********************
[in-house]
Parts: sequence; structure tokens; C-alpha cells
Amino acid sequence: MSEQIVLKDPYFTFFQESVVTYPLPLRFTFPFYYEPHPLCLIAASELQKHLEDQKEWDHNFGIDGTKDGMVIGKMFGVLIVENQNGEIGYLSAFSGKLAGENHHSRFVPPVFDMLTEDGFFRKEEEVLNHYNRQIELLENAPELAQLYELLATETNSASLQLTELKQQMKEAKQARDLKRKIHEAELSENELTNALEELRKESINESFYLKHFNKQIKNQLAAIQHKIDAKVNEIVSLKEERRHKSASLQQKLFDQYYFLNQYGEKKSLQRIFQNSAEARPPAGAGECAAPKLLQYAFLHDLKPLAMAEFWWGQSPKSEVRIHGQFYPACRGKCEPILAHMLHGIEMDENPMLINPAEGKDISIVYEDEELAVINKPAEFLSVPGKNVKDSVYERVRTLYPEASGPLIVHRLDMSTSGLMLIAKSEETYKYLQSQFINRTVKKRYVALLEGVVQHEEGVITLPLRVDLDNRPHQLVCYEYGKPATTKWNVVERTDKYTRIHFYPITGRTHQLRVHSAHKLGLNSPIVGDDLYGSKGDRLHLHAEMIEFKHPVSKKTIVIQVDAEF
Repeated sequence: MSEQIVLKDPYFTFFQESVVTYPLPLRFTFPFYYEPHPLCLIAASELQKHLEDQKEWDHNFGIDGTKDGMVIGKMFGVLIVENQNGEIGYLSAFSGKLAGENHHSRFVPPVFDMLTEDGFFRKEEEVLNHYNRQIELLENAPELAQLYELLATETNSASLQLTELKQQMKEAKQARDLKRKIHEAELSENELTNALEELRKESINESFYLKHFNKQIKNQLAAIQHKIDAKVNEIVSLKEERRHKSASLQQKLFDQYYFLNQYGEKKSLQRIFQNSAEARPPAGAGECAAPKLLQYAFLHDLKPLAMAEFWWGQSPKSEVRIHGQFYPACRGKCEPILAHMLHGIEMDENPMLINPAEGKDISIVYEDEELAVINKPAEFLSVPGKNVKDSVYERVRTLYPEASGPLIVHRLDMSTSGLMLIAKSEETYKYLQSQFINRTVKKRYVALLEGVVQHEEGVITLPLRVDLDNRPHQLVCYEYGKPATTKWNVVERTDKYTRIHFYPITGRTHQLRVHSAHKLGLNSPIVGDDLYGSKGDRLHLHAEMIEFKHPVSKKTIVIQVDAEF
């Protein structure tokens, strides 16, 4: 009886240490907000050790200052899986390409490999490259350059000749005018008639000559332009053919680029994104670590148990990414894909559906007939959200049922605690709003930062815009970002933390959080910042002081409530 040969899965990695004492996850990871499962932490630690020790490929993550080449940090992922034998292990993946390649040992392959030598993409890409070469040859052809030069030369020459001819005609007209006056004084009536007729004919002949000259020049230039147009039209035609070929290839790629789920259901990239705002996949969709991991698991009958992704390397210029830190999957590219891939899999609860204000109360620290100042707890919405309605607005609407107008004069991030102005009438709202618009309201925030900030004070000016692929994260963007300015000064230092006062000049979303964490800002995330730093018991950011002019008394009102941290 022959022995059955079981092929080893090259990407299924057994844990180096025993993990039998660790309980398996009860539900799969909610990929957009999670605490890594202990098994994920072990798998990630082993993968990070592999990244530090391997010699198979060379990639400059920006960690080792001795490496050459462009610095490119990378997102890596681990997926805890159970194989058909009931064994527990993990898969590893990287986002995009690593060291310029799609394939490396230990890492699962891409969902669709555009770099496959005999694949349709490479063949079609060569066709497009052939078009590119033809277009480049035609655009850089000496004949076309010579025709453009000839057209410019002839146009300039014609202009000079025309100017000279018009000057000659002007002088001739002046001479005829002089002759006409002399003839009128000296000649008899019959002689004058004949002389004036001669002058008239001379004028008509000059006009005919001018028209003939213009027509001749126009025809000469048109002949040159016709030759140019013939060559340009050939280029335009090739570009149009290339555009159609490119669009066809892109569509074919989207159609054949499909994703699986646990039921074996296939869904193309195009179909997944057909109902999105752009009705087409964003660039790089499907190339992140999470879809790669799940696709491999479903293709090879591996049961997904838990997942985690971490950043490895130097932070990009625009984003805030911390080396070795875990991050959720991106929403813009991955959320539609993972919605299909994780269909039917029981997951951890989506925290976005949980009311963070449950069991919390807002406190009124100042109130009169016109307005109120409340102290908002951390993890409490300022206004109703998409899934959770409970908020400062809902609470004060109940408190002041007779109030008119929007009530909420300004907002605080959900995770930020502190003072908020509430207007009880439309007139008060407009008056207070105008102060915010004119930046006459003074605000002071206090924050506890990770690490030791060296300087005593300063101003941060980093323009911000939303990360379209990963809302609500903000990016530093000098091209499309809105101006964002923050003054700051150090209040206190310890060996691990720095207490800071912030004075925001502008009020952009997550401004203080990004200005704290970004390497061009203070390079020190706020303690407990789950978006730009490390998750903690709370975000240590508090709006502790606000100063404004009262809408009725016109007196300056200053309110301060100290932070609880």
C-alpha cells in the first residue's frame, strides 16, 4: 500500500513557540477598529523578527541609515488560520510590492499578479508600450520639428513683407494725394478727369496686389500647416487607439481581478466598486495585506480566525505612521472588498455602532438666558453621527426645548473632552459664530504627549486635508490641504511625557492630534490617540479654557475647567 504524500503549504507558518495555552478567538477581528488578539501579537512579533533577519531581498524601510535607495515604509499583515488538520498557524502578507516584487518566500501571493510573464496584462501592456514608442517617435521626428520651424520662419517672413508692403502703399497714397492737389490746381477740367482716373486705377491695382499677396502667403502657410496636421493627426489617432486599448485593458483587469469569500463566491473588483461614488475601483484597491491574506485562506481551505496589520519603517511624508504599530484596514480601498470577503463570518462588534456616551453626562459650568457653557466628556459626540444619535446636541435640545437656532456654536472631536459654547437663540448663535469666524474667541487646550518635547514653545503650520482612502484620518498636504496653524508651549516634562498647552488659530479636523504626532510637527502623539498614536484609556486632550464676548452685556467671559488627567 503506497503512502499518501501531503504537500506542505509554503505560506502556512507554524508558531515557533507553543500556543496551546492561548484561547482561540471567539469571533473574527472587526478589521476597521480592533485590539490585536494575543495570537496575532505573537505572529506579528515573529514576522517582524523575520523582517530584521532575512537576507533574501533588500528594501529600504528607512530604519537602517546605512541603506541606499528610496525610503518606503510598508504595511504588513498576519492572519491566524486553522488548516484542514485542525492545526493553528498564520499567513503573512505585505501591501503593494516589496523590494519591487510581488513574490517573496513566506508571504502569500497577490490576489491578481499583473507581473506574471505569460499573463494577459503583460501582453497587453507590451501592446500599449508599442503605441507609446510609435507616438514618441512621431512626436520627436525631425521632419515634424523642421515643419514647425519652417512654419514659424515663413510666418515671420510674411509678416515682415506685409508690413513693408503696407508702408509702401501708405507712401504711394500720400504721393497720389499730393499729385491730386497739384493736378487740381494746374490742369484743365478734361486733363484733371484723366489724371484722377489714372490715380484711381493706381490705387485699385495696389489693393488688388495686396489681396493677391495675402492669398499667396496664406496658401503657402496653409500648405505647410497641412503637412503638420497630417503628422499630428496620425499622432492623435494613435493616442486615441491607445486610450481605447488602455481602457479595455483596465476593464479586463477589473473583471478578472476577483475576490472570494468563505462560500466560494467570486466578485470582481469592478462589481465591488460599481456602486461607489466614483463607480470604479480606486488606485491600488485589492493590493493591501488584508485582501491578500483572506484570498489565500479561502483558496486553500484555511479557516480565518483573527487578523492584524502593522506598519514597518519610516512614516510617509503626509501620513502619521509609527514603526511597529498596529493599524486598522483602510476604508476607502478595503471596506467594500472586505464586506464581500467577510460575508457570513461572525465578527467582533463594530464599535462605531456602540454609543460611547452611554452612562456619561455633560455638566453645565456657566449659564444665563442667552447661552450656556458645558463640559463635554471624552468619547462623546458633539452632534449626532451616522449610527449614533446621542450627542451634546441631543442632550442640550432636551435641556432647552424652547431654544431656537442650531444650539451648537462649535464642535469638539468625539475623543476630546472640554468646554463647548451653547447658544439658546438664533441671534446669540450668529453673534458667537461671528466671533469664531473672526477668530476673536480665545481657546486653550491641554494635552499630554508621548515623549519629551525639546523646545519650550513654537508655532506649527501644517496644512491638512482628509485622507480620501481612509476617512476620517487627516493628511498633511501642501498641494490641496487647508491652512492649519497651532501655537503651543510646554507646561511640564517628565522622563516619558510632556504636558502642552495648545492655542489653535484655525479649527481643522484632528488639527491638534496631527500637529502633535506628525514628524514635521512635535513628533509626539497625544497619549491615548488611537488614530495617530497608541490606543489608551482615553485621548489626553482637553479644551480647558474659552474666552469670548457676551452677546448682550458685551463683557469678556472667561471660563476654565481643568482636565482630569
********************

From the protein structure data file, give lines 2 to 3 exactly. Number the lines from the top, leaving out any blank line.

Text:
Parts: sequence; structure tokens; C-alpha cells
Amino acid sequence: MSEQIVLKDPYFTFFQESVVTYPLPLRFTFPFYYEPHPLCLIAASELQKHLEDQKEWDHNFGIDGTKDGMVIGKMFGVLIVENQNGEIGYLSAFSGKLAGENHHSRFVPPVFDMLTEDGFFRKEEEVLNHYNRQIELLENAPELAQLYELLATETNSASLQLTELKQQMKEAKQARDLKRKIHEAELSENELTNALEELRKESINESFYLKHFNKQIKNQLAAIQHKIDAKVNEIVSLKEERRHKSASLQQKLFDQYYFLNQYGEKKSLQRIFQNSAEARPPAGAGECAAPKLLQYAFLHDLKPLAMAEFWWGQSPKSEVRIHGQFYPACRGKCEPILAHMLHGIEMDENPMLINPAEGKDISIVYEDEELAVINKPAEFLSVPGKNVKDSVYERVRTLYPEASGPLIVHRLDMSTSGLMLIAKSEETYKYLQSQFINRTVKKRYVALLEGVVQHEEGVITLPLRVDLDNRPHQLVCYEYGKPATTKWNVVERTDKYTRIHFYPITGRTHQLRVHSAHKLGLNSPIVGDDLYGSKGDRLHLHAEMIEFKHPVSKKTIVIQVDAEF